Participants will be able to identify Weeksville’s impact on New York City’s history and why it’s a space worth preserving, make connections between Weeksville and Seneca Village as thriving Black enclaves, and discuss key members of Weeksville’s community.
Intended for all ages
Start your journey into Weeksville by considering what you know about New York City in the 1830s. What was happening in the United States during the 1830s? What was happening globally?
Need a refresher? Take a look at the following contemporary happenings:
New York State Constitution was amended that white men no longer needed any property to qualify to vote; however the restriction remained for Black men, who were not permitted to cast a ballot unless they owned $250 worth of property.
Slavery is abolished in New York State.
The University of the City of New York (now known as New York University or NYU) is founded.
The first city rail line is built by the New York and Harlem Railroad.
A cholera epidemic arrives in New York City, leading to a massive flight from the city and as it occurred in poor neighborhoods, it is blamed on immigrant populations.
What was once the village of Brooklyn becomes the city of Brooklyn.
The Great Fire of 1835 occurred.
The Second Great Awakening begins to take hold in the United States during the 1830s
Nat Turner’s rebellion in Virginia takes place
The Indian Removal Act is signed into law leading to the Trail of Tears
Andrew Jackson is reelected as the 7th President of the United States
Martin Van Buren is elected as the 8th President of the United States
Arkansas becomes a state
Slavery is legally abolished in the British Empire
The first European railroad is established in Belgium
The Battle of the Alamo occurs in Texas a year before it’s statehood.
Queen Victoria is announced as the Queen of Great Britain
Louis Daguerre patents his camera in France
The rebellion on the Amistad
As you can tell, the early 19th century, and especially the 1830s, were a time of great change, but also innovation.
You can learn about many of the aforementioned happenings in various institutions in New York City such as New-York Historical Society (founded in 1804!), The National Museum of the American Indian, and the New York Transit Museum.
In the early 19th century, John Lefferts was one of the largest landowners in Kings County (where what we know as Brooklyn is located) with land tended by tenant farmers and enslaved peoples. Once slavery is abolished in 1827 and Brooklyn is formed as a city, Leffert begins selling off portions of his vast holdings and a portion of this land is purchased by Henry C. Thompson. Henry C. Thompson was a leader in the community and within the African-American abolitionist movement in New York at the time he purchased 32 lots from Lefferts. Over time, Thompson, a free Black man, advertised the lots in newspapers to sell those lots to other Black Americans, including James Weeks. James Weeks was working in the area as a stevadore (or a longshoreman/dock worker) and purchased two lots where he would build a house. About a year later, another Black man, Francis P. Graham, arrived and set down roots. Others would build alongside and a new community, a town would be born––Weeksville.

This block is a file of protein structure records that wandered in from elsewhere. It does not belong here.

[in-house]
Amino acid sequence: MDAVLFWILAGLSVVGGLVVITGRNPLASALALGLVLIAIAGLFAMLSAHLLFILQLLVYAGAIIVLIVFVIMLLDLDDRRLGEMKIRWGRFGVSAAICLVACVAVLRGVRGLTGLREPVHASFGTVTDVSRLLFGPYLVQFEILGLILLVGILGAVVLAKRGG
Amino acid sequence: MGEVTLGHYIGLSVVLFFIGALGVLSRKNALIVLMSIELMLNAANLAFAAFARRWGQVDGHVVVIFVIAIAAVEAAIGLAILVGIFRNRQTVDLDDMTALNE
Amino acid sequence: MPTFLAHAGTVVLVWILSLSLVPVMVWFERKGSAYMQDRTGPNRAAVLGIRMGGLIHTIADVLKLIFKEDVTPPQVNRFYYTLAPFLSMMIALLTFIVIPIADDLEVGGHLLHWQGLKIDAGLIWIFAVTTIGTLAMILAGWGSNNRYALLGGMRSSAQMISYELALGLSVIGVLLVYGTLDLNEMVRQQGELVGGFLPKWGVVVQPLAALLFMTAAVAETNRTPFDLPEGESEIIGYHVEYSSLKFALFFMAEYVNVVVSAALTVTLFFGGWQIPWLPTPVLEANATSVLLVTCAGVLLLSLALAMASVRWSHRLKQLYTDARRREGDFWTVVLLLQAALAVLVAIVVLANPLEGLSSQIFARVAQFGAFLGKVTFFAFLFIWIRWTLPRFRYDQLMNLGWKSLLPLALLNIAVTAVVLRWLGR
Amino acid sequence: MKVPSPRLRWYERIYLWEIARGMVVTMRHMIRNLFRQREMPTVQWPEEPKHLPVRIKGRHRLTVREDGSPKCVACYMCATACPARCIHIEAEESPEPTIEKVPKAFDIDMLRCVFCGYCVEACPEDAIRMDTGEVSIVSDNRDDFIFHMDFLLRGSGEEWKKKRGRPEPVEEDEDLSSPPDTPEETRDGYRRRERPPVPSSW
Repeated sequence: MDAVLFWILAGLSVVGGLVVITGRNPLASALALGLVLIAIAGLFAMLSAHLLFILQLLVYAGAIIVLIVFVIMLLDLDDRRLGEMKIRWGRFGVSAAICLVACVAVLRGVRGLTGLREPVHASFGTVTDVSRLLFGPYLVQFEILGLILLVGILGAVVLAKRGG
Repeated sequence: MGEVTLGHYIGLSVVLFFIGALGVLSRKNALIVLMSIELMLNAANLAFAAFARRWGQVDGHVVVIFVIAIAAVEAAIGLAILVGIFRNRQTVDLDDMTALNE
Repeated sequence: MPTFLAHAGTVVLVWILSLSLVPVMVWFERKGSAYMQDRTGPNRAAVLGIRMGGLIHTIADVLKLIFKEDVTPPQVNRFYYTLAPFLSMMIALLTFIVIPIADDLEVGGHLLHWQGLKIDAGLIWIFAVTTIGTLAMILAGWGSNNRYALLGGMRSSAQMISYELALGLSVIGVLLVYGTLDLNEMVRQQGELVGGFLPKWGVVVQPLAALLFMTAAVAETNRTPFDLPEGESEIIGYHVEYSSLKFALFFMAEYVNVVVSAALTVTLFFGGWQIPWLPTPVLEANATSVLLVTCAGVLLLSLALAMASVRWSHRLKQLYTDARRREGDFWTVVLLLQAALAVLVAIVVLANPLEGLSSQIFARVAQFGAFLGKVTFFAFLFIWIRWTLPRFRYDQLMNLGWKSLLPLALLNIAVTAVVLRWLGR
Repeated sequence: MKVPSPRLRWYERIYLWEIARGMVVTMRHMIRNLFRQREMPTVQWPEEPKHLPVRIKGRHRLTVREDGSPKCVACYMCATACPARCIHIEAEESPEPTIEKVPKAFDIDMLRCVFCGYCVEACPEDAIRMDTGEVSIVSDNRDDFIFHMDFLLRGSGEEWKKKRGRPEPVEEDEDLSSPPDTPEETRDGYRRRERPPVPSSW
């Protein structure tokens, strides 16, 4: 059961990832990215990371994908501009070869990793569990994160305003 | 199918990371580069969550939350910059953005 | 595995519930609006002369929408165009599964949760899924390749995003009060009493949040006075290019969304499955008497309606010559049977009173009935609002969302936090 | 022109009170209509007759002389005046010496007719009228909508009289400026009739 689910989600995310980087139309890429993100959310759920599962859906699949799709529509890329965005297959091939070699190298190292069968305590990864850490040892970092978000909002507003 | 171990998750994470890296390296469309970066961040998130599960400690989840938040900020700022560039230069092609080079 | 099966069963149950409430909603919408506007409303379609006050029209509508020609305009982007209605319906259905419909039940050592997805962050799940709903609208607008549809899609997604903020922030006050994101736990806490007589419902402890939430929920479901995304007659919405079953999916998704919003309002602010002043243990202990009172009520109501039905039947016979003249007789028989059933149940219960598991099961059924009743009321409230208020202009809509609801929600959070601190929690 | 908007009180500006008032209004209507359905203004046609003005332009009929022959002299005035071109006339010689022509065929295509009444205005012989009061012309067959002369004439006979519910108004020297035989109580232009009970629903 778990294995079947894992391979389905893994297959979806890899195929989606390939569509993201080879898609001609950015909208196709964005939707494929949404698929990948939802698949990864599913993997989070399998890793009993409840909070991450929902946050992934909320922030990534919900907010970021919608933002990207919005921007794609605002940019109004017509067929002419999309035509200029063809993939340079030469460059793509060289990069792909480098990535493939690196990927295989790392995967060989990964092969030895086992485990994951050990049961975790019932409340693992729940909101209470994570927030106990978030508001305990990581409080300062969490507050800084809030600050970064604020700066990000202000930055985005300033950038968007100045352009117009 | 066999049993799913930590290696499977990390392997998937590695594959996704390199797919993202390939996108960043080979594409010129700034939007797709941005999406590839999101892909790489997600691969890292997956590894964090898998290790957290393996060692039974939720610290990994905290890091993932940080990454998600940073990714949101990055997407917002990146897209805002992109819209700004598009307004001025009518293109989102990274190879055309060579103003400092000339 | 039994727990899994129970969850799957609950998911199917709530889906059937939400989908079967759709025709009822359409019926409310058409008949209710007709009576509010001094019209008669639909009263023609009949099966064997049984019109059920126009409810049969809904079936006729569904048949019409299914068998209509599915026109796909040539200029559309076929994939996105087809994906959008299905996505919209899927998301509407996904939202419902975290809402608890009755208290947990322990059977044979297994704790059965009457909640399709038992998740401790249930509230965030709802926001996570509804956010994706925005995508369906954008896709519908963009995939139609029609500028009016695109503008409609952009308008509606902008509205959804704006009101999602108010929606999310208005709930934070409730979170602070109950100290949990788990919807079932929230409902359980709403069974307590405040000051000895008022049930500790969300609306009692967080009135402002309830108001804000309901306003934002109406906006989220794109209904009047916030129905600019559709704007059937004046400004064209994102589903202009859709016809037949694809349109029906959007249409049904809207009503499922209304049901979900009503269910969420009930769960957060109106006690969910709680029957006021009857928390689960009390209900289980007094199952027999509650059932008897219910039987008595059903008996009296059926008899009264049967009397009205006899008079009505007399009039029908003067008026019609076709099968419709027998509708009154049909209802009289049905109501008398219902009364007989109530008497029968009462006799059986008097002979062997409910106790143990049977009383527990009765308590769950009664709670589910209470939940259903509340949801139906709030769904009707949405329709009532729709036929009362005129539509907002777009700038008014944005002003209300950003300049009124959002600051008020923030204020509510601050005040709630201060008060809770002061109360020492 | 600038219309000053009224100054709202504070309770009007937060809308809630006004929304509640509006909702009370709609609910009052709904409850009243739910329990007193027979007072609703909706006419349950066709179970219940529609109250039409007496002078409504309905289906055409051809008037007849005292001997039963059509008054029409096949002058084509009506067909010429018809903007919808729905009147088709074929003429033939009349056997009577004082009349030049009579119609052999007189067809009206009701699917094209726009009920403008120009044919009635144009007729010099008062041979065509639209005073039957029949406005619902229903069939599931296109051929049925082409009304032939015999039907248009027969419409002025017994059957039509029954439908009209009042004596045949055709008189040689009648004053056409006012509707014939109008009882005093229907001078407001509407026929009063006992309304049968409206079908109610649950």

What do we know about Weeksville?
Let’s do a resource dive!
Let’s plot the map.
If interested in diving deeper into the origins of Weeksville and Brooklyn, consider exploring the following questions:
Burrows, Edwin G, and Mike Wallace. 1998. Gotham. New York: Oxford University Press.
Campanella, Thomas. 2020. BROOKLYN: The Once and Future City. S.L.: Princeton University Pres.
“How the Free Black Community of Weeksville Rose in 19th-Century Brooklyn | National Trust for Historic Preservation.” n.d. Savingplaces.org. Accessed April 27, 2023.
“In Pursuit of Freedom | Brooklyn Abolitionists.” n.d. Accessed April 27, 2023.
Wellman, Judith. 2017. Brooklyn’s Promised Land : The Free Black Community of Weeksville, New York. New York: New York University Press.
Williams, Keith. 2014. “Brooklyn’s Evolution from Small Town to Big City to Borough.” Curbed NY. July 24, 2014.
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Mapping Communities: Black Enclaves in New York City from 1825 to 1950 is an interactive exploration of these two historic Black communities’ significant contributions to developing New York City’s cultural richness using narrative, timeline, videos, and curriculum. This project was made with love by Museum Hue, Allen Hillary and the DuBois Challenge, Syeda Tabassum, and Liam Elkins.
Museum Hue is the leading organization dedicated to advancing Black, Indigenous, and other People of Color in the cultural field. We have over 400 institutional members, representing cultural and academic institutions across the United States.
Rev. Audrey Williamson of AME Zion Church
Ola Baldych, Director of Design and Exhibits of Poster House
The funding for this project was made possible by Humanities NY and the Ford Foundation.
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